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5 tips to improve photos clicked using your iPhone

5 tips to improve photos clicked using your iPhone

Photographs are more than just a tool of vanity, they are often a token that summarizes the moment at which they were captured. Browsing through photographs lets you remember how you felt when the picture was taken, the place the picture was taken, the people you took the picture with and or maybe just how good you looked when the picture was taken. Regardless of what personal triggers photos ignite within you, the one common aspect of photos is that bad ones always leave you in a state of mind that is less than satisfied.

iPhones are amazing for capturing those oh-so-perfect moments. But despite how good they are, there are often factors involved that bring the quality of photos down. But paying heed to the tips given below can really up your photography game.

Tweaking your picture

If a picture you took hasn’t come off the way you expected it to, you can go to Apple’s Photos app, open the picture and click on the Edit button that is available at the upper-right corner of the screen. In Edit mode, a wand-shaped enhance button can be used to brighten up the image or to enhance the color. If automatic fixes aren’t your cup of tea, choose the dial-shaped Adjustments icon that is available on the right side.

Let there be light

You get three main categories under the Adjustments icon, Light, Color, and B&W. Choosing a category will help you see all the things that you can control under that particular category. Under the Light category, you can fiddle with the photo’s Brilliance, this setting makes the picture look much more vibrant, this is done without intensifying the color saturation. You can also adjust the overall exposure of the image and control the amount of detail visible in the Highlights (bright areas) and the Shadows (dark parts). You can also control the Contrast, this is the scale difference between the photo’s light and dark areas.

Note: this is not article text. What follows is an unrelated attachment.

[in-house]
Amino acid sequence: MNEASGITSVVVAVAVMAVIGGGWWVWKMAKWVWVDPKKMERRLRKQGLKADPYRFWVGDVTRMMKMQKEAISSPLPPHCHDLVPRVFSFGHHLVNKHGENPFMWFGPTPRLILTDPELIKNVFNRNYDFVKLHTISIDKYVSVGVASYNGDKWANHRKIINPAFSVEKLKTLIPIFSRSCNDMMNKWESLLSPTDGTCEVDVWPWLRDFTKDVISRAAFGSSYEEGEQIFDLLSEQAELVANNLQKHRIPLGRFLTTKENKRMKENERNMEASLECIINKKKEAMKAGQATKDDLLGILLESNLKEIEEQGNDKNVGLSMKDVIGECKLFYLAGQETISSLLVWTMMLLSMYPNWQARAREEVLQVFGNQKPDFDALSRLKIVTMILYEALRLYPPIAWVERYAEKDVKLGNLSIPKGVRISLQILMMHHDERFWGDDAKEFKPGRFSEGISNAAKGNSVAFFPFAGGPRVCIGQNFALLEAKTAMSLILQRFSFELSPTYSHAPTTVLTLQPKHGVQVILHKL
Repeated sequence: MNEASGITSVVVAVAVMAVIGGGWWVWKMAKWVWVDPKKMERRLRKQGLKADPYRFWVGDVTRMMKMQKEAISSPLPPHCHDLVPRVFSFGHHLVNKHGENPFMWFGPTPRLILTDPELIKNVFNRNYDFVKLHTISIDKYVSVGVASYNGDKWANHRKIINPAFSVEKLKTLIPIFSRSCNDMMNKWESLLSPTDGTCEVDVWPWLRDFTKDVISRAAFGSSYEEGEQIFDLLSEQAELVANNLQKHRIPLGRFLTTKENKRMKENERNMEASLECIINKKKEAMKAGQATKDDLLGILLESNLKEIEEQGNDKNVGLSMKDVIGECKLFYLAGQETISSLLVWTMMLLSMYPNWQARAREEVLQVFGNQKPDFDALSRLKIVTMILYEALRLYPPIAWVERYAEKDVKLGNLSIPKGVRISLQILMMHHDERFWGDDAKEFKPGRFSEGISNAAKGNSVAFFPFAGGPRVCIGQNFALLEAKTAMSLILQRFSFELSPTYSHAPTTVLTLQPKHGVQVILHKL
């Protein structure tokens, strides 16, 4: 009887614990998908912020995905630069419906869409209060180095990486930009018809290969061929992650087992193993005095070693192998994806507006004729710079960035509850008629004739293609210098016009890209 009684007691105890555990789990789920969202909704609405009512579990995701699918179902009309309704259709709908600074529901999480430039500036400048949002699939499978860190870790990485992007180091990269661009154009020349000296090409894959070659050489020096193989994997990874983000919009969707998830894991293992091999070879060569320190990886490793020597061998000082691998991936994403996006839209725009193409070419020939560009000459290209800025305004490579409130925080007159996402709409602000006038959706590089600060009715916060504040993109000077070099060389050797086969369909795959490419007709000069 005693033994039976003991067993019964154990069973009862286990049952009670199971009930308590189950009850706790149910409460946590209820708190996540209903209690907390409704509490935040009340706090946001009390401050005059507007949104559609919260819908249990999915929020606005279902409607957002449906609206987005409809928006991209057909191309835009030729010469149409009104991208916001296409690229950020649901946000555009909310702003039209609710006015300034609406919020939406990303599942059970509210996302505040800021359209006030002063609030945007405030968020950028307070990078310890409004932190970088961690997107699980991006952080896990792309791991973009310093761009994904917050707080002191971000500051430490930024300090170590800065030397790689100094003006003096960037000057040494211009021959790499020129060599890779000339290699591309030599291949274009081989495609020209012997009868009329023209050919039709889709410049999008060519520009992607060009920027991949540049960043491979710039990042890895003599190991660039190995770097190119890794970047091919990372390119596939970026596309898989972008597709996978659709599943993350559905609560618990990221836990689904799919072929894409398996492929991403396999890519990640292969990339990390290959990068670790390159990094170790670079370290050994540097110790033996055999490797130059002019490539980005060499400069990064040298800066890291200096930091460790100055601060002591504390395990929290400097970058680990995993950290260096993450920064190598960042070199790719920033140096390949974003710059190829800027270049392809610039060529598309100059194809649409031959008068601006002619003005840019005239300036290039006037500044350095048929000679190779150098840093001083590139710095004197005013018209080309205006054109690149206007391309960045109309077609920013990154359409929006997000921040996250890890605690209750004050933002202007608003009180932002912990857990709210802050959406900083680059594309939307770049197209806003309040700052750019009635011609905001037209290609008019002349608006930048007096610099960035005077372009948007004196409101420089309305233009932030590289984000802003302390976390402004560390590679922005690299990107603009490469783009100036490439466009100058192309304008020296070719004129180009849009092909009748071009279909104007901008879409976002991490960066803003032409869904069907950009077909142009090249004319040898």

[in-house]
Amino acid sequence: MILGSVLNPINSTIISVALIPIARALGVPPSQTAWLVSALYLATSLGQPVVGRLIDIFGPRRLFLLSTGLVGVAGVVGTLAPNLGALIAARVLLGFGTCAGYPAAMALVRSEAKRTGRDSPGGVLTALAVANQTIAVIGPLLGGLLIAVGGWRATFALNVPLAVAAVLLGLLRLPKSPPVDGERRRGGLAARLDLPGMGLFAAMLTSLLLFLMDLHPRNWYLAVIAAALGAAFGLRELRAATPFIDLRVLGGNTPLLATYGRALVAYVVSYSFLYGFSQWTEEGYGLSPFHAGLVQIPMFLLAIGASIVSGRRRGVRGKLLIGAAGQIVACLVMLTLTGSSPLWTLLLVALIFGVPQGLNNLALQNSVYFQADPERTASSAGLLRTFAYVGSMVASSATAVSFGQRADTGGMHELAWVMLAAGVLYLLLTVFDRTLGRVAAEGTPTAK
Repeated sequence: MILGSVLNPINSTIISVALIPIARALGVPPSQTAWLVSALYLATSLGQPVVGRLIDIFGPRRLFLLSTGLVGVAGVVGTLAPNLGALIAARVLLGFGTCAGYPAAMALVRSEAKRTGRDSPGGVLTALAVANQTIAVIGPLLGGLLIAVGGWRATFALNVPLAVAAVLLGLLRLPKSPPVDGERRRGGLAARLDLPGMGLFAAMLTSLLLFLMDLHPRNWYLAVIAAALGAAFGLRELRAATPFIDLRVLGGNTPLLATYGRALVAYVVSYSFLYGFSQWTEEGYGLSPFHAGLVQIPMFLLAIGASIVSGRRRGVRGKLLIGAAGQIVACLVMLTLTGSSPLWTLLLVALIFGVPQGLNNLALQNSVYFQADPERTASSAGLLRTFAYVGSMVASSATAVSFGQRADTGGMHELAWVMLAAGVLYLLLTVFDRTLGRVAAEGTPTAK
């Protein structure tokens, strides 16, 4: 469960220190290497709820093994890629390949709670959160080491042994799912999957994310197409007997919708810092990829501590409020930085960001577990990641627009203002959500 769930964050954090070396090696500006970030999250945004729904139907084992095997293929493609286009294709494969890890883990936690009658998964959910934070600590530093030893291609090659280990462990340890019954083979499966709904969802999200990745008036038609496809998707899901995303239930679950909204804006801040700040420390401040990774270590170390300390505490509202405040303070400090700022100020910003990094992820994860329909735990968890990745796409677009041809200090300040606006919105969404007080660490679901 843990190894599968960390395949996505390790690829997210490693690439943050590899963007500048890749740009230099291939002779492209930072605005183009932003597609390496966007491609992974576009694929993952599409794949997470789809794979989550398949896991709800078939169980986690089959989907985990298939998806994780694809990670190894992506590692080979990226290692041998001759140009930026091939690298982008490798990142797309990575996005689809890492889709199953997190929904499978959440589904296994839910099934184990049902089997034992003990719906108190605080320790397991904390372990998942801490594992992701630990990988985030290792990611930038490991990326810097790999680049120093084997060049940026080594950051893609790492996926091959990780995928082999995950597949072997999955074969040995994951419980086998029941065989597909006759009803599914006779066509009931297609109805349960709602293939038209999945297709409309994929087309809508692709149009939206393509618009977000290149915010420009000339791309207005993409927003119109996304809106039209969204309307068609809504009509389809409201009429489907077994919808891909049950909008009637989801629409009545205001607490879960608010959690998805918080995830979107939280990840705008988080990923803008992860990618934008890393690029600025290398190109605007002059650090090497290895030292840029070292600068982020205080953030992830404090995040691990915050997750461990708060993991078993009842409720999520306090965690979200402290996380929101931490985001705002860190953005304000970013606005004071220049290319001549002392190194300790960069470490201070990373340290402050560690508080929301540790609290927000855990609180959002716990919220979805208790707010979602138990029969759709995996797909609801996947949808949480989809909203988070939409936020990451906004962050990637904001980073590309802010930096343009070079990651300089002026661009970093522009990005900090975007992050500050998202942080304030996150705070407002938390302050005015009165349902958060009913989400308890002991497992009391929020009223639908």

Color

The overall intensity or saturation of the color in a photo can be adjusted by using the preview sliders in the Color category. You can control the amount of contrast between two colors in an image.

Crop

Photos often lose their shine if they look crowded or cluttered with unwanted elements that might get included in the image that you capture. You can use the crop tool and drag the corners around the part of the picture that you wish to keep.

Dialing it back

Tweaking and controlling settings are often times a touch and go sort of thing, it’s not an exact science when you take it a bit too far with the fiddling you do in the Edit button, all you have to do is use the Cancel or Revert button to go back to the original state. Even if you have saved an edited picture, you can restore it to its unedited state by hitting the Edit button and choosing Revert to Original.